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This brothy soup is packed with high protein turkey quinoa meatballs – the quinoa is in the meatballs as a binder – and pieces of what we think is an underappreciated but wonderful green vegetable – collard greens.
Our Turkey Quinoa Meatball Soup with Collard Greens is perfect for a hardy lunch or dinner if you add a nice hunk of cheese and bread alongside. If you have homemade Turkey Stock, by all means, use it, otherwise a homemade or purchased low-FODMAP chicken stock, such as FODY Low FODMAP Chicken Soup Base which works quite well.
This recipe was adapted from Cooking Light and is part of our FODMAP IT!™ column. The original recipe used several garlic cloves, commercial stock that contained two kinds of onions, a very different proportion of broth and greens and theirs featured kale as the green vegetable. We like ours even better and you won’t miss the garlic due to our use of Garlic-Infused Oil. And while we are talking about FODMAPing recipes, we are going to try this recipe with cooked rice as a binder next time. If you try it this way, let us know how it worked out!
And remember, if you have a recipe that you would like FODMAPed, go to our FODMAP IT!™ page and drop us a line. We would love to hear from you!
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Turkey Quinoa Meatball Soup with Collard Greens
This soup features protein packed meatballs made with ground turkey and quinoa as well as underappreciated collard greens. It works with purchased stock just fine.
- 1 pound (455 g) ground turkey
- 1/2 cup (93 g) cooked quinoa (we used red quinoa)
- 2 ounces (55 g) Parmigiano Reggiano cheese, grated and divided (about 1/2 cup total)
- 2 tablespoons chopped fresh flat-leaf parsley
- 2 teaspoons dried basil
- 1 large egg
- Kosher salt
- Freshly ground black pepper
- 2 tablespoons plus 1 teaspoon Garlic-Infused Oil, made with olive oil, or purchased version, divided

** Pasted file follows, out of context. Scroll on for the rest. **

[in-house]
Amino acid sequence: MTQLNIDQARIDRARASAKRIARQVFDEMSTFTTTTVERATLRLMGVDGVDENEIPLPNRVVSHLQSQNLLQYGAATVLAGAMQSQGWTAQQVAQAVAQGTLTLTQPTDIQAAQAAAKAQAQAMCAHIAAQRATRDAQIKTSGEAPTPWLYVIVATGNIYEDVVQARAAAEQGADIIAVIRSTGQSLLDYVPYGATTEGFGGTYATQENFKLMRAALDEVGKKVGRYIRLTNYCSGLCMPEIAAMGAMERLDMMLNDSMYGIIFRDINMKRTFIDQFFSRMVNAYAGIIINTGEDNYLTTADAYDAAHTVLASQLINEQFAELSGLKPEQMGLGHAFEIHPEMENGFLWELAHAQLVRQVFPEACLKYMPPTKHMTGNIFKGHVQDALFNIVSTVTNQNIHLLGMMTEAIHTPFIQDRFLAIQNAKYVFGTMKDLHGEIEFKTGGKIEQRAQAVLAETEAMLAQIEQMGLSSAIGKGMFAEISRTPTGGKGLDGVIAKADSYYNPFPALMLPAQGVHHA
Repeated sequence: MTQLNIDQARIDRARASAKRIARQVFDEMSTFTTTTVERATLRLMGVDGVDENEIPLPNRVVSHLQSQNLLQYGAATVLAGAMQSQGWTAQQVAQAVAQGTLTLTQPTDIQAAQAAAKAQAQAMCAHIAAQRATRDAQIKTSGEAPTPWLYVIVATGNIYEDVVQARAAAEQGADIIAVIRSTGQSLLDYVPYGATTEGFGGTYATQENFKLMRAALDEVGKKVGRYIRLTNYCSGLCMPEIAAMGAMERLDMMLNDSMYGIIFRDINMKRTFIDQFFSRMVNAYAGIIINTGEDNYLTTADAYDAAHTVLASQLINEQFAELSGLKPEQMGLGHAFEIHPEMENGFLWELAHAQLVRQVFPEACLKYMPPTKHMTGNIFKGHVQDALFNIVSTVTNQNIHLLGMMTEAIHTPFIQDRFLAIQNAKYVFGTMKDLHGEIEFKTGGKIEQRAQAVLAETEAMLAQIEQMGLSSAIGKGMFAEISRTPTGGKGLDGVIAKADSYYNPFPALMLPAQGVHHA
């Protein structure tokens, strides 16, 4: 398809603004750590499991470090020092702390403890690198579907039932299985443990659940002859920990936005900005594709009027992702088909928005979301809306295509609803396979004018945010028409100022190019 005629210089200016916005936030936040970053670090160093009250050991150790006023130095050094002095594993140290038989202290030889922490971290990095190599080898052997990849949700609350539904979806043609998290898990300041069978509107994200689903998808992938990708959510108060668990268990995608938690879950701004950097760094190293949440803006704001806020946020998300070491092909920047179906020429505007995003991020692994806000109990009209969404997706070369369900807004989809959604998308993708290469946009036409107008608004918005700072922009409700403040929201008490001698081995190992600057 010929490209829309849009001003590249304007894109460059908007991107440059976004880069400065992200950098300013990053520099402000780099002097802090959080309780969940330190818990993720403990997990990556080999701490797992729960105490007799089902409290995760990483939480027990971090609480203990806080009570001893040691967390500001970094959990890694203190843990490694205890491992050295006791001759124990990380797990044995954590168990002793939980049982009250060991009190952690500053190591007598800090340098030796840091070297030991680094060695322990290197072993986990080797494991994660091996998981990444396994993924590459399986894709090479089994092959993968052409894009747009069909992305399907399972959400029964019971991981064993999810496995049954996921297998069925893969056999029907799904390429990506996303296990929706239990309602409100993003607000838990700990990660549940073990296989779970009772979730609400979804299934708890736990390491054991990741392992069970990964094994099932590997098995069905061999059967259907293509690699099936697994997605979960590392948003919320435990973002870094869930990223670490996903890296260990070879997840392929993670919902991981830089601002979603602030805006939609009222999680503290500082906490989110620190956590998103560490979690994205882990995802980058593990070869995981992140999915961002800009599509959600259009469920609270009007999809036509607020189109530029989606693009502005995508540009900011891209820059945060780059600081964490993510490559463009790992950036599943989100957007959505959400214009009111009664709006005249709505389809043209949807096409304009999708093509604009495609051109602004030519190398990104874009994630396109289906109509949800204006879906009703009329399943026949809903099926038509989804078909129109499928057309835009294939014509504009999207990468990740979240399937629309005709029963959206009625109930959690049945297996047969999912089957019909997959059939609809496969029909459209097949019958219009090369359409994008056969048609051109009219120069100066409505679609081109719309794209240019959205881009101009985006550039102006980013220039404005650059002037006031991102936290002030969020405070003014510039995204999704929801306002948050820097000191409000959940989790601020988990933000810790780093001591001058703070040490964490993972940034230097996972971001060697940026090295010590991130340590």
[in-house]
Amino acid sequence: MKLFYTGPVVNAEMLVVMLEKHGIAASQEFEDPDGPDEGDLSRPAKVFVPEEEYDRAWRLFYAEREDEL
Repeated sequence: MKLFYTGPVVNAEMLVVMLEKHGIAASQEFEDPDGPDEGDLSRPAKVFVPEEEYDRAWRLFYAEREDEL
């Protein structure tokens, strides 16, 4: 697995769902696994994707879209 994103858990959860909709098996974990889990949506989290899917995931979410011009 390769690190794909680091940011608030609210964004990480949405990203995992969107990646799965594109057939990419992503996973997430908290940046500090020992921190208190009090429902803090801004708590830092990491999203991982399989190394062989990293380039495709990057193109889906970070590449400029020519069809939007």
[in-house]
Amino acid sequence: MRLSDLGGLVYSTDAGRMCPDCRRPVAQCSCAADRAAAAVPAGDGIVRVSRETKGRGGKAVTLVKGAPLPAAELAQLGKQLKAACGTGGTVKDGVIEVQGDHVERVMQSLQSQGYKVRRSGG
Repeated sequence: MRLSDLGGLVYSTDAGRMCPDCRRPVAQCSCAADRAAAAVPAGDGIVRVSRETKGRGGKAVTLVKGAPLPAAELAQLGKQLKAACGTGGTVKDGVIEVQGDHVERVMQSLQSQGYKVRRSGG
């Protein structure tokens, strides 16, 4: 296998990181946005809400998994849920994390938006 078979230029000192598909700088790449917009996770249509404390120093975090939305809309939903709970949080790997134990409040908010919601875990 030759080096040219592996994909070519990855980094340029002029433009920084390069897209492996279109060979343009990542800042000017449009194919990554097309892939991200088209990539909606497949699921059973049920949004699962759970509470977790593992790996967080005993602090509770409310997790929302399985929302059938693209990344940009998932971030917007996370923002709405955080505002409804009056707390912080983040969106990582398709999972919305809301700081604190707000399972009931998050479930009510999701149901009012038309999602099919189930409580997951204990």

- 1 cup (72 g) finely chopped leeks, green parts only
- 1/2 (19 g) celery stalk, chopped
- 10 cups (2.4 L) Turkey Stock or homemade or purchased low-FODMAP chicken stock
- 5 cups (180 g) trimmed chopped collard greens
- 1/4 to 1/2 teaspoon crushed red pepper flakes
- Combine turkey, quinoa, 1/4 cup cheese, parsley, basil, and egg in a large mixing bowl and season well with salt and pepper. Use hands to thoroughly but gently mix together. Form into about 24 meatballs, each about 1 inch across; damp palms will help as the mixture is sticky.
- Place a large (about 5 quart; 4.7 L) Dutch oven over medium heat. Add 2 teaspoons oil to pan swirling to coat and heat oil until it is shimmering. Add half of the meatballs, shake pot to coat meatballs with oil and cook for a few minutes or until the bottoms are golden brown. Flip meatballs over and continue to cook until light golden brown all over, about 6 to 8 minutes total. Remove from pan, add 2 more teaspoons of oil and repeat with remaining meatballs. Remove second batch when done as well.
Add remaining 1 tablespoon of oil to pot, add chopped leek greens and celery and stir to coat. Sauté over low-medium heat for 1 minute or until leeks begin to soften. Add stock, chopped collard greens and red pepper flakes. Season with salt and pepper, add meatballs back to pot and bring to a simmer over medium heat. Simmer gently until collard greens soften and meatballs are cooked through, about 6 to 8 minutes. Soup is ready to serve. Adjust seasoning if needed. Ladle into bowls and serve remaining Parmigiano separately to sprinkle on top. Alternatively, cool soup then refrigerate in airtight container for up to 3 days.
- You can sub in ground chicken for turkey
- Romano cheese can be used in lieu of Parmigiano; it will provide a sharper, more intense and salty flavor.
- Chopped kale can be used instead of mustard greens.
- If you like things spicy, stir in some hot sauce such as Texas Pete’s
If You Can Tolerate
- If you have passed the garlic fructan Challenge: Add 1 finely chopped garlic clove to the meatball mixture.
- If you have passed the onion fructan Challenge: You may substitute 3/4 cup (107 g) chopped white or yellow onion for the leek greens and/or use prepared chicken stock made with onions.
All nutritional information is based on third-party calculations and should be considered estimates. Actual nutritional content will vary with brands used, measuring methods, portion sizes and more. For a more detailed explanation, please read our article Understanding The Nutrition Panel Within Our Recipes.